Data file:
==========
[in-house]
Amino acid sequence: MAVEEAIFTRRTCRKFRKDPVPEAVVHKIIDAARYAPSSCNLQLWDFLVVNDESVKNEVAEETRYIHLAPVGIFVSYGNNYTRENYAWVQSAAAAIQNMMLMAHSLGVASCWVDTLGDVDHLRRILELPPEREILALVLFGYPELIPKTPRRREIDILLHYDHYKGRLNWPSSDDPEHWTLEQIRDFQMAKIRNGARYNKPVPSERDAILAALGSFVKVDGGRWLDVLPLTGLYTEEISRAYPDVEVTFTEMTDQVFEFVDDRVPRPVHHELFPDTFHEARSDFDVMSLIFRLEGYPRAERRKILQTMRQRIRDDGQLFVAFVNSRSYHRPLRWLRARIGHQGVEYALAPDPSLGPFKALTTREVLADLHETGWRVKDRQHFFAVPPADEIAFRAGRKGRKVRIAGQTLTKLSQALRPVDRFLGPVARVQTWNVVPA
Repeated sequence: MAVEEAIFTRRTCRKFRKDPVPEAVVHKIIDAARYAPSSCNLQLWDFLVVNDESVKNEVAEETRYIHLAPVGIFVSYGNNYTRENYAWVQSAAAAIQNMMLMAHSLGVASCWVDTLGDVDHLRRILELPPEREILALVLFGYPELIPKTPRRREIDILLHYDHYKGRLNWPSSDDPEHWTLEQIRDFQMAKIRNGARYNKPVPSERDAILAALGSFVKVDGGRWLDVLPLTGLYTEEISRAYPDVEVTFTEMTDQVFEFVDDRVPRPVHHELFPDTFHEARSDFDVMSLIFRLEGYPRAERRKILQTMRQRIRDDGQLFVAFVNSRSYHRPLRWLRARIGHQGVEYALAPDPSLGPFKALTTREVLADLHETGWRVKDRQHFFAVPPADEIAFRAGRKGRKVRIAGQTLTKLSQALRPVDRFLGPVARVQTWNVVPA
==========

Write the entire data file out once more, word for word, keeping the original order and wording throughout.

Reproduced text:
[in-house]
Amino acid sequence: MAVEEAIFTRRTCRKFRKDPVPEAVVHKIIDAARYAPSSCNLQLWDFLVVNDESVKNEVAEETRYIHLAPVGIFVSYGNNYTRENYAWVQSAAAAIQNMMLMAHSLGVASCWVDTLGDVDHLRRILELPPEREILALVLFGYPELIPKTPRRREIDILLHYDHYKGRLNWPSSDDPEHWTLEQIRDFQMAKIRNGARYNKPVPSERDAILAALGSFVKVDGGRWLDVLPLTGLYTEEISRAYPDVEVTFTEMTDQVFEFVDDRVPRPVHHELFPDTFHEARSDFDVMSLIFRLEGYPRAERRKILQTMRQRIRDDGQLFVAFVNSRSYHRPLRWLRARIGHQGVEYALAPDPSLGPFKALTTREVLADLHETGWRVKDRQHFFAVPPADEIAFRAGRKGRKVRIAGQTLTKLSQALRPVDRFLGPVARVQTWNVVPA
Repeated sequence: MAVEEAIFTRRTCRKFRKDPVPEAVVHKIIDAARYAPSSCNLQLWDFLVVNDESVKNEVAEETRYIHLAPVGIFVSYGNNYTRENYAWVQSAAAAIQNMMLMAHSLGVASCWVDTLGDVDHLRRILELPPEREILALVLFGYPELIPKTPRRREIDILLHYDHYKGRLNWPSSDDPEHWTLEQIRDFQMAKIRNGARYNKPVPSERDAILAALGSFVKVDGGRWLDVLPLTGLYTEEISRAYPDVEVTFTEMTDQVFEFVDDRVPRPVHHELFPDTFHEARSDFDVMSLIFRLEGYPRAERRKILQTMRQRIRDDGQLFVAFVNSRSYHRPLRWLRARIGHQGVEYALAPDPSLGPFKALTTREVLADLHETGWRVKDRQHFFAVPPADEIAFRAGRKGRKVRIAGQTLTKLSQALRPVDRFLGPVARVQTWNVVPA